Eyewear is very pleased to welcome Suhayl Saadi (pictured) this Friday. I met him when we were both flying BA back to London, after both appearing at The Blue Met Literary Festival in Montreal. By coincidence, we were sitting side-by-side; I'm a relatively nervous flyer, and so like to talk if I can, as the films rarely delight as much as conversation does. Dr. Saadi kindly obliged, and we had soon gotten over most of the ocean. As poet, and prose writer, among other things, he seems to be one of the most uniquely gifted British writers of his generation.
Saadi was born in Yorkshire in 1961 of Afghan-Pakistani parents, and grew up in Glasgow, becoming a medical doctor. He is a widely published novelist, dramatist and poet, and the author of a short story collection, The Burning Mirror (2001), shortlisted for the Saltire Society Scottish First Book of the Year Award, one of the stories in the collection also being awarded second prize in the 1999 Macallan/Scotland on Sunday Short Story Compeititon. His radio and stage plays include The Dark Island, broadcast on Radio 4 in 2004, Saame Sita (2003), The White Cliffs (2004), and The Garden of the Fourteenth Moon (2006).
His prose includes the novel, Psychoraag (2004), shortlisted for the 2004 James Tait Black Memorial Prize (for fiction), and the 2005 National Literary Award (Pakistan), longlisted for the 2006 International IMPAC Dublin Literary Award and winner of a PEN Oakland Josephine Miles Literature Award. It was published in French in 2007.
The poem below is a tribute, an elegy really, to Pakistani actor and activist, Mohammad Ali, who died in 2006.
Bismillah ar Rahman ar Rahim
You are a burning flame in a world of ice and war
Hero, villain, shaman, you slip with elegance and mellifluous skill
Into the nafs of another, less and more
Shahenshah-e-Jazbaat! We are alive!
You began as a Hyderabadi song, a voice invisible,
Valves, wood, crackling static
Radio days were hard, enigmatic
Then you crossed the River of Fire
And films came in a flood,
A lifetime of lantern magic, O Burning Star!
You followed the path of the old hud-hud
Yet beneath the fame,
The game you left when it turned sour
You toiled and sweated with heart’s blood and ishq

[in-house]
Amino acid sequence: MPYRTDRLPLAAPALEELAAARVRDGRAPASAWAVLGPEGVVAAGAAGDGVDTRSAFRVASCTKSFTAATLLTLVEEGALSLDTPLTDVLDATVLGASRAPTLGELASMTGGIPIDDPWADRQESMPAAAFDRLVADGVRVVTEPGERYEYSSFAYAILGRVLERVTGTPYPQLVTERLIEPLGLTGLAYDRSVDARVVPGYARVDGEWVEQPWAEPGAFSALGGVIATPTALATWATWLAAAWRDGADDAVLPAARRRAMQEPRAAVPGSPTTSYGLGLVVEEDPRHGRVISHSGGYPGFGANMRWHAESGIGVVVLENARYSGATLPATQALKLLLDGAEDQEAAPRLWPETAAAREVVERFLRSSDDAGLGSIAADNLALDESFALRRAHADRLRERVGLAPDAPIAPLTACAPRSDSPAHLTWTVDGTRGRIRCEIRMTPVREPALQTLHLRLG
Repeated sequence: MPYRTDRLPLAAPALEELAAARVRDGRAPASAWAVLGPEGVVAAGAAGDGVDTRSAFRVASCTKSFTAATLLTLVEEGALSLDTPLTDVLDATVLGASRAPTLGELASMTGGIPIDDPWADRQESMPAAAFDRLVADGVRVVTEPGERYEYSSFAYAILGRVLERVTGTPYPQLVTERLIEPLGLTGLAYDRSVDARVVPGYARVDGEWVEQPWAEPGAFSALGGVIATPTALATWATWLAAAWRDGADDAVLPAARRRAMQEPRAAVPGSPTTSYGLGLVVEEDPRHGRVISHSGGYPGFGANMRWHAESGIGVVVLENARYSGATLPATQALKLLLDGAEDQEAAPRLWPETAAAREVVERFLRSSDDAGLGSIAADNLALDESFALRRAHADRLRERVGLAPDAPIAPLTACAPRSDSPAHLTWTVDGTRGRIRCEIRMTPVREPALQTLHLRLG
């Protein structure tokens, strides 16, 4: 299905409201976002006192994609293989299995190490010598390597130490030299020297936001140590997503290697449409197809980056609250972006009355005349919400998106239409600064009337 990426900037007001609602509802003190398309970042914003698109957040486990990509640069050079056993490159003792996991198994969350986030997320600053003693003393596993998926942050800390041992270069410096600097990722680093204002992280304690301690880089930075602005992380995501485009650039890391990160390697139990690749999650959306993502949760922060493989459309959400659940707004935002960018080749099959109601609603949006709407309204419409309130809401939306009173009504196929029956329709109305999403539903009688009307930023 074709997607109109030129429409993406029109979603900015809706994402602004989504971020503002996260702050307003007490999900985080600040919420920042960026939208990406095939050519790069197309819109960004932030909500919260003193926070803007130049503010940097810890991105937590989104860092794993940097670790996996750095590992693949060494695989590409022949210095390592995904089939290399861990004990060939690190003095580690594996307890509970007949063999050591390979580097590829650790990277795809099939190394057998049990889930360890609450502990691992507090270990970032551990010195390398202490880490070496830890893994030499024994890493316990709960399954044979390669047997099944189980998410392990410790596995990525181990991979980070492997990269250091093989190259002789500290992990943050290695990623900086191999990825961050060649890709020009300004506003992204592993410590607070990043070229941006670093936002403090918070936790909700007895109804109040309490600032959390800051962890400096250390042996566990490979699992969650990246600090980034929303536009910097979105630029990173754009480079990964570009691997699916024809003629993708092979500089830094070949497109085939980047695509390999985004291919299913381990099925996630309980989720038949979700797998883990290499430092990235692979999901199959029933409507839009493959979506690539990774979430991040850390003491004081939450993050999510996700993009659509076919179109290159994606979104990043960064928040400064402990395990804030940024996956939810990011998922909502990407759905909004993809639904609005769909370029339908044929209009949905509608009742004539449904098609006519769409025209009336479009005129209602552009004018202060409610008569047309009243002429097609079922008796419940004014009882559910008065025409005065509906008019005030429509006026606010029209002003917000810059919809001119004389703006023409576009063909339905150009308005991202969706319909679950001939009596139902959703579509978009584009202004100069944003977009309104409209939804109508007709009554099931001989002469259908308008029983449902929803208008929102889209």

For the ordinary people, the folk of the hour
The porters, the farmers, the women of city, field and village
To these, your real co-stars, your Friends on the Path,
You gave with a spirit opened with the song of Islam, the greatest of the naath
Your name is honesty, keen as the blade of Haider Ali
Your awards glitter like jewels in the great cup of heaven:
Kaneez, Saiqa, Wehshi, Aas, Aaena, Insaan aur Aadmi, Dooriyan…
The sun has left the sky
And all around, darkness flies
We will never see your like again
Yet we will always see your likeness
Up there, in the celluloid river of dreams,
Far beyond the world of beasts and men
Please accept our salaams and dua
For you, our Friend and for all the Friends who have led the way,
Pyar, mohabat, ishq, for the urva
For Waheed and Alauddin and Noor Jehan
Tell them we poor mortals sing and dance and sway
With their songs, their images that flicker with life, breath
Score-upon-score, scene after scene, every day,
In mohalla, haveli and peasant farm
Remember, Ali bhai
You owe seventeen rupees to the cafeteria!
We will keep the record straight - for our sake
That we owe Ali Bhai
A glimpse of the Path, the Word, the Song, all the Worlds!
Love is at stake!
But look now! Look up beyond the camera lens,
Through the looking-glass portal
At last, the sun is rising – mubarak ho!
Mohammad Ali Rohtaki lives on!
Listen, then, to his voice
Echoing softly through the darkness of time:
“Khamosh na raho, khamosh na raho…”
March 2006, Glasgow, Scotland.
mubarak ho! - praise be!
khamosh na raho - do not remain silent
bhai - brother
pyar, mohabat, ishq, for the urva - various words for different kinds of love
hud-hud - hoopoe bird
Bismillah ar Rahman ar Rahim - in the name of God, the infinitely compassionate, the uniquely Merciful
mohalla, haveli - area (block), house (traditional-style house)
nafs - self
naath - hymn
Shahenshah-e-Jazbaat - The King of Emotions
Rohtaki - person from the town of Rohtak
poem by Suhayl Saadi
note, due to formatting, a few lines may not be indented as in the original version.
Photo of author by Basharat Khan
Aim High, more often Year-end Best of lists are invidious, and, also, these days, ubiquitous, to the point of madness. But we have love...
SHOW BIZ SEEMED BIGGER ONCE The Oscars - Academy Awards officially - were once huge cultural events - in 1975, Frank Sinatra, Sammy Davi...
SOMETIMES YOU HAVE TO BREAK AN EGG AT EASTER Several major religions are observing solemn, important festivals this month - holy days, ...
I WILL VOTE FOR TRUMP, DAMMIT According to the latest CBS, ABC, etc, polls, Clinton is still likely to beat Trump - by percentile ...